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1 in 5 People Are Affected By Tinnitus

Posted on August 14 2014

Many old wives tales tell us that the ringing in our ears is a signal that someone is talking about you or you are going to come into good luck soon. Although experts from the Mayo Clinic say that the ringing noise heard in the ears is actually a signal of an underlying condition, like age-related hearing loss, ear wax buildup, ear injuries, or even a circulatory system disorder. Some of the other causes include exposure to loud noises, medications, TMJ disorders, Meniere’s disease, tumors in the head or neck, atherosclerosis, cardiovascular problems, and high blood pressure.

 

According to the Mayo Clinic, about 1 in 5 people are affected by tinnitus (frequent ringing in the ears). While the symptom will often resolve on its own, if it becomes too bothersome or is accompanied by dizziness and/or nausea you should consult with your healthcare provider to rule out any underlying conditions.

 

Tips for Relieving Ringing in the Ears:

-- Reduce your exposure to common irritants, like loud noises and nicotine. Try using a pair of Mack’s SafeSound Soft Ear Plugs to dampen loud noises.

-- Try cancelling out the ringing sounds by running a fan, playing soft music, or listening to low-volume radio static.

-- Reduce your stress levels. Experts from the Mayo Clinic say that high-stress can aggravate tinnitus. Try using the Stress-Ease Support Pillow, a relaxing bubbling foot bath, or taking the Stresstabs Advanced Tablets.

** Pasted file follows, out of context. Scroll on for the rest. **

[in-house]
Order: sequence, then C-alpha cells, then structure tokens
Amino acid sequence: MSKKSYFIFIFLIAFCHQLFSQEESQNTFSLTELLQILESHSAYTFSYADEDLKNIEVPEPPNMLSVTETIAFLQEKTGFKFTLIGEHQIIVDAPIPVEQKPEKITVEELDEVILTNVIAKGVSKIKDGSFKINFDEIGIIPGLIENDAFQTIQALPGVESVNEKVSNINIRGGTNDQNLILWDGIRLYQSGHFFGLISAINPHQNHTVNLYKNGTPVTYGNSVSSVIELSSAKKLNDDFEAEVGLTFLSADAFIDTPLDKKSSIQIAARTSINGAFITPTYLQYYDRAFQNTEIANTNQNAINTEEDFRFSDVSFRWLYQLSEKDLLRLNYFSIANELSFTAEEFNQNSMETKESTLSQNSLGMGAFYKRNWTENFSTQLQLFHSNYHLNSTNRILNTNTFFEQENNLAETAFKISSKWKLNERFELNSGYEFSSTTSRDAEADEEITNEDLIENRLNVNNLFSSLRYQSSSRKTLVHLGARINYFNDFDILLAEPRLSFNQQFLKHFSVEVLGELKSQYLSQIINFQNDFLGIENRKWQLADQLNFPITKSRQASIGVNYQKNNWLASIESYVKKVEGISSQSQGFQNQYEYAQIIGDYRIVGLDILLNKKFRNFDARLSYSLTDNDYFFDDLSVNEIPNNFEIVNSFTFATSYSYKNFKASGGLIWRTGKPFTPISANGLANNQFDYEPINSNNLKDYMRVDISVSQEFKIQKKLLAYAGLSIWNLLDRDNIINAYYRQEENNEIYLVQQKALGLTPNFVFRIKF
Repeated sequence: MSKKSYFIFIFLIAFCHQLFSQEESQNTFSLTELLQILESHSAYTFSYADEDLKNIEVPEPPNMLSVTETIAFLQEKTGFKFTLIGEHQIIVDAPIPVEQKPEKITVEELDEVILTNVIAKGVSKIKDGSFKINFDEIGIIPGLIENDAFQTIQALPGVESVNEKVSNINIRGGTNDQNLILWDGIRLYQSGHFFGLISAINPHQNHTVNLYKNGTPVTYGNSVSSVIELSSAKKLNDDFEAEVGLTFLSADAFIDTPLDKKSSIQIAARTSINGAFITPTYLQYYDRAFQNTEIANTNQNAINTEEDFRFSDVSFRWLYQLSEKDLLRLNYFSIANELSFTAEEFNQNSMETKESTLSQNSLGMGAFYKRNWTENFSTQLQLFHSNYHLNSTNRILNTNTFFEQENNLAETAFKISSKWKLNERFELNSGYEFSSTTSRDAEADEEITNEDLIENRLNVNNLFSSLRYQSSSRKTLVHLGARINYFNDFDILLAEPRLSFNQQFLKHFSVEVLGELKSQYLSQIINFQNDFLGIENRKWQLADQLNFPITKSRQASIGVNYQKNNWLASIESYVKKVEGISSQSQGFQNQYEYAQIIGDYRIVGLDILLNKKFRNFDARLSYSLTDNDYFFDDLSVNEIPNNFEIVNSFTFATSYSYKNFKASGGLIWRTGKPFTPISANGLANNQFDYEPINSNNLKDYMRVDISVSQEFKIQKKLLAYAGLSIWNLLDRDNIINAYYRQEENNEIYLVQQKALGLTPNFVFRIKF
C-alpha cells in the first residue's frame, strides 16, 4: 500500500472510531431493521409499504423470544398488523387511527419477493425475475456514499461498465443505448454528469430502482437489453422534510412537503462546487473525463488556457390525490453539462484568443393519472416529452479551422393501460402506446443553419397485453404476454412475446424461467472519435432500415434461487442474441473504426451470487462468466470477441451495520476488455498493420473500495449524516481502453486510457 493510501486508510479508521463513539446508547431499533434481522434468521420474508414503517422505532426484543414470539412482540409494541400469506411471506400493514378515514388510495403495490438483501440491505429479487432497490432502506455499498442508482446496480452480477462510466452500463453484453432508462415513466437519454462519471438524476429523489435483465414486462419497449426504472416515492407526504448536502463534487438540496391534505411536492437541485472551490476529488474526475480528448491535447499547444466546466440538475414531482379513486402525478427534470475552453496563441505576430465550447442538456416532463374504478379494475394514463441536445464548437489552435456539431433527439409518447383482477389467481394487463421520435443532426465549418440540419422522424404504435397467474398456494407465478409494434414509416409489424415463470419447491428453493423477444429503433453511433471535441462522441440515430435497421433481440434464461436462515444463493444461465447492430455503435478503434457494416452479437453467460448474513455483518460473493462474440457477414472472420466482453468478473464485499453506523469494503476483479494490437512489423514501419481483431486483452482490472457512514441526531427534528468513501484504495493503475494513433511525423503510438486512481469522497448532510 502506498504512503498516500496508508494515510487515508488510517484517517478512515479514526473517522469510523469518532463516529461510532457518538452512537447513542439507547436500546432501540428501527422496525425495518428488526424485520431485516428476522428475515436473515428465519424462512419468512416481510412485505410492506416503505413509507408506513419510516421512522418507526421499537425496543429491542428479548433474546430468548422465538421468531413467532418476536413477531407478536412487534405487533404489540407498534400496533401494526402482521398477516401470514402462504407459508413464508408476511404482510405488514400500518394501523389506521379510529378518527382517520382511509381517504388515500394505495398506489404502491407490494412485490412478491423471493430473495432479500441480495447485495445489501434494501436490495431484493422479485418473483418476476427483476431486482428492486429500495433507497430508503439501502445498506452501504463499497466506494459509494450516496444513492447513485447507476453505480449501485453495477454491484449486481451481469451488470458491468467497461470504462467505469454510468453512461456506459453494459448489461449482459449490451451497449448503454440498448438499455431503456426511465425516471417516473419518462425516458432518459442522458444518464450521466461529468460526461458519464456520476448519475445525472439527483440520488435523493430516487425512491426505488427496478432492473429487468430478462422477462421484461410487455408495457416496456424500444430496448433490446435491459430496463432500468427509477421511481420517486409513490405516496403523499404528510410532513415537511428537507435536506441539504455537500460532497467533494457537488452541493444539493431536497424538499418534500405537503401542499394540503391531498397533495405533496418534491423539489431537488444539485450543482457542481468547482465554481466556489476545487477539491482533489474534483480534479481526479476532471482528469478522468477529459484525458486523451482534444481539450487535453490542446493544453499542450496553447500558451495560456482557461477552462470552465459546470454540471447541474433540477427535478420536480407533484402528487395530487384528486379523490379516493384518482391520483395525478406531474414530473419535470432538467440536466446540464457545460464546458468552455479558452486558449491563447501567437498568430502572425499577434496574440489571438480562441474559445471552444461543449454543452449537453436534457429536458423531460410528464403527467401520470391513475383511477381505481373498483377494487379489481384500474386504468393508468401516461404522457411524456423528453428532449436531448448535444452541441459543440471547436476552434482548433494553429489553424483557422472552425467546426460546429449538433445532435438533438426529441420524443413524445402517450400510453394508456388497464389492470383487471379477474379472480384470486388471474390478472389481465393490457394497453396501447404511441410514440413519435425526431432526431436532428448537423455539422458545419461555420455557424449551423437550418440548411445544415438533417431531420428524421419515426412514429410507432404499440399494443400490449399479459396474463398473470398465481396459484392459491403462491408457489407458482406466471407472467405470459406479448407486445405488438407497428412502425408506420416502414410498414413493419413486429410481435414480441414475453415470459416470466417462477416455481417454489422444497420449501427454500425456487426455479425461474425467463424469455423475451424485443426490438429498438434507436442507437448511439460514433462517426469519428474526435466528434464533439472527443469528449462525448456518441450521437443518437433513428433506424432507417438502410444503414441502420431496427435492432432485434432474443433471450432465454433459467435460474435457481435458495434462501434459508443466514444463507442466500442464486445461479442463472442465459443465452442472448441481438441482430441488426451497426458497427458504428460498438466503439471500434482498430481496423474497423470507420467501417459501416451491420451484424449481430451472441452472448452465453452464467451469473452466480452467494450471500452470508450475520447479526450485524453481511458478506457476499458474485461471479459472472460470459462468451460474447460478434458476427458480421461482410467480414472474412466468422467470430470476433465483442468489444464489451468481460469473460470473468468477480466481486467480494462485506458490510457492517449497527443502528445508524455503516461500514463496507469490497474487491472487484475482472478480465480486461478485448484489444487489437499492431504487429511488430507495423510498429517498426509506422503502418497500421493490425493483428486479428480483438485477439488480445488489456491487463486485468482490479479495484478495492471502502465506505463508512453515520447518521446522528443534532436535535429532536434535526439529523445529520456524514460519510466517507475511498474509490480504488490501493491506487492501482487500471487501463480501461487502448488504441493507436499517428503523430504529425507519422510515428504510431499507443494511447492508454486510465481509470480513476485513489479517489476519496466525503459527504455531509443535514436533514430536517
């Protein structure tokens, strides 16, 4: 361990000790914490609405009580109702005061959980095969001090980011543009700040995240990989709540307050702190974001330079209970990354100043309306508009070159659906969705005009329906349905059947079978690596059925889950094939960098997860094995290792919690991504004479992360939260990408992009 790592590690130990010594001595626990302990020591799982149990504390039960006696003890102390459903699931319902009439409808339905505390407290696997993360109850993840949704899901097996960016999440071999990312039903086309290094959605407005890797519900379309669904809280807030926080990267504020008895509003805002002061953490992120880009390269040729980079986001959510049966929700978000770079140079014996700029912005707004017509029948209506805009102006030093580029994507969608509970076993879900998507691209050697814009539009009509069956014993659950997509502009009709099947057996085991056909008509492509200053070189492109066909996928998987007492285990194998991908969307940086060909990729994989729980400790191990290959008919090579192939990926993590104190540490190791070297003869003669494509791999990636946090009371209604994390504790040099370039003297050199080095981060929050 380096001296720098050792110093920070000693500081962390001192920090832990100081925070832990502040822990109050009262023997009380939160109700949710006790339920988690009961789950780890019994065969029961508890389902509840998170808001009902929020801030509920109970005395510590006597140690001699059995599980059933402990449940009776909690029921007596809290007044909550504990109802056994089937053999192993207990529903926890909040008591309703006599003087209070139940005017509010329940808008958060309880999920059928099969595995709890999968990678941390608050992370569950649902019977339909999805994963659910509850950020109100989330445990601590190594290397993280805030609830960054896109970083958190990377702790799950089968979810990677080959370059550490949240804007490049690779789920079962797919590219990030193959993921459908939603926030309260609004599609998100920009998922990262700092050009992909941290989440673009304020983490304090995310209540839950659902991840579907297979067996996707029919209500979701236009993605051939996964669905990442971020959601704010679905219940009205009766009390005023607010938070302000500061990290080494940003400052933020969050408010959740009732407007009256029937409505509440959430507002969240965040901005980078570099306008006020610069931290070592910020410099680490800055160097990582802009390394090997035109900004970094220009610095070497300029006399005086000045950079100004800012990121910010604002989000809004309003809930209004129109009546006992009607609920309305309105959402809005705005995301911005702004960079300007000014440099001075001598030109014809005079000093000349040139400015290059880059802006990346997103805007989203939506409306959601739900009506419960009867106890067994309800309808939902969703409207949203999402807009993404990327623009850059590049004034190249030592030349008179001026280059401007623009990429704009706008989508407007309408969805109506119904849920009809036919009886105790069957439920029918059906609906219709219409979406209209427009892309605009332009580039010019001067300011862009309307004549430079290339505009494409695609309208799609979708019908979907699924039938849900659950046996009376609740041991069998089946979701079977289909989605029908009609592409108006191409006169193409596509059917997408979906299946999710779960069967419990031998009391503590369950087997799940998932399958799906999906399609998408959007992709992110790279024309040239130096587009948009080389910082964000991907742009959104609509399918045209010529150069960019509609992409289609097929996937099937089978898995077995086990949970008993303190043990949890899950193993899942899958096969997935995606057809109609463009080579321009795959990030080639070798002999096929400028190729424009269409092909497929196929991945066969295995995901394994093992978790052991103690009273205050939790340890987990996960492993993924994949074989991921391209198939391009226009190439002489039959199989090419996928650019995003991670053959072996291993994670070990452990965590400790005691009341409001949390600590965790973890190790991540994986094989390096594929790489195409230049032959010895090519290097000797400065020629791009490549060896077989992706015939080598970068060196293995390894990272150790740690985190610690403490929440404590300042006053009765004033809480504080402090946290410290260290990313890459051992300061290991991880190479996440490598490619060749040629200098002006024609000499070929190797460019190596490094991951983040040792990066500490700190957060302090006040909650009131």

-- Limit your alcohol consumption. Alcohol dilates the blood vessels and increases blood flow, which can make the ringing noise worse.

-- Try taking Ginkgo Biloba, Zinc, or Vitamin B supplements.

-- Try drinking more coffee. A recent study published in the August issue of the American Journal of Medicine found that women who drank 1 ½ cups of coffee or more a day were less likely to develop tinnitus.

-- Use ear wax removal drops to help break-up and release congested ear wax blockages.

 

At some point in their lives just about everyone will experience short-lived ringing in their ears. For most people the symptom will quickly go away on its own, although experts from Harvard Health say that in about 10% of the cases the symptom may be so severe that it interferes with the individual’s daily living and ability to function. Taking good care of your ears, avoiding exposure to loud noises, and taking care of your cardiovascular health by eating right and exercising daily can help prevent tinnitus and reduce its severity.

 

Sources:

http://www.health.harvard.edu/newsletters/Harvard_Womens_Health_Watch/2011/September/tinnitus-ringing-in-the-ears-and-what-to-do-about-it

http://www.mayoclinic.org/diseases-conditions/tinnitus/basics/definition/con-20021487

http://www.nlm.nih.gov/medlineplus/news/fullstory_147756.html

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